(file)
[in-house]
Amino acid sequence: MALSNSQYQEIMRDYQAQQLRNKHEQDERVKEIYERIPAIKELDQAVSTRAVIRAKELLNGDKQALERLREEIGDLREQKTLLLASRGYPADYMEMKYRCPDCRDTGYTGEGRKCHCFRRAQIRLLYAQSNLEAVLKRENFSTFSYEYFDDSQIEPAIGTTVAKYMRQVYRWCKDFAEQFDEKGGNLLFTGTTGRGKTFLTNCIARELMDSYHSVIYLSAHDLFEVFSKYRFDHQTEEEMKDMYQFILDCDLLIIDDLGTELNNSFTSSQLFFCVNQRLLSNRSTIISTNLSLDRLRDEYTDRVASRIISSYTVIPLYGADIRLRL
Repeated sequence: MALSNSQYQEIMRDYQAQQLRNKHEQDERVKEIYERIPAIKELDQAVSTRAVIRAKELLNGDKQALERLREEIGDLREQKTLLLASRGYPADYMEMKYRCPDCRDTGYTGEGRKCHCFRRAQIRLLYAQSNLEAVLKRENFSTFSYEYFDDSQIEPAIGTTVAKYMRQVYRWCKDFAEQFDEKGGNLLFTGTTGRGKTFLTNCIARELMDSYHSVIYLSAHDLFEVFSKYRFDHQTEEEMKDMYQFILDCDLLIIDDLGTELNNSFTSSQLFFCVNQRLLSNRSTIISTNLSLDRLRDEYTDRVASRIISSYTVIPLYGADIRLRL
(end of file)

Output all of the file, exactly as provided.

[in-house]
Amino acid sequence: MALSNSQYQEIMRDYQAQQLRNKHEQDERVKEIYERIPAIKELDQAVSTRAVIRAKELLNGDKQALERLREEIGDLREQKTLLLASRGYPADYMEMKYRCPDCRDTGYTGEGRKCHCFRRAQIRLLYAQSNLEAVLKRENFSTFSYEYFDDSQIEPAIGTTVAKYMRQVYRWCKDFAEQFDEKGGNLLFTGTTGRGKTFLTNCIARELMDSYHSVIYLSAHDLFEVFSKYRFDHQTEEEMKDMYQFILDCDLLIIDDLGTELNNSFTSSQLFFCVNQRLLSNRSTIISTNLSLDRLRDEYTDRVASRIISSYTVIPLYGADIRLRL
Repeated sequence: MALSNSQYQEIMRDYQAQQLRNKHEQDERVKEIYERIPAIKELDQAVSTRAVIRAKELLNGDKQALERLREEIGDLREQKTLLLASRGYPADYMEMKYRCPDCRDTGYTGEGRKCHCFRRAQIRLLYAQSNLEAVLKRENFSTFSYEYFDDSQIEPAIGTTVAKYMRQVYRWCKDFAEQFDEKGGNLLFTGTTGRGKTFLTNCIARELMDSYHSVIYLSAHDLFEVFSKYRFDHQTEEEMKDMYQFILDCDLLIIDDLGTELNNSFTSSQLFFCVNQRLLSNRSTIISTNLSLDRLRDEYTDRVASRIISSYTVIPLYGADIRLRL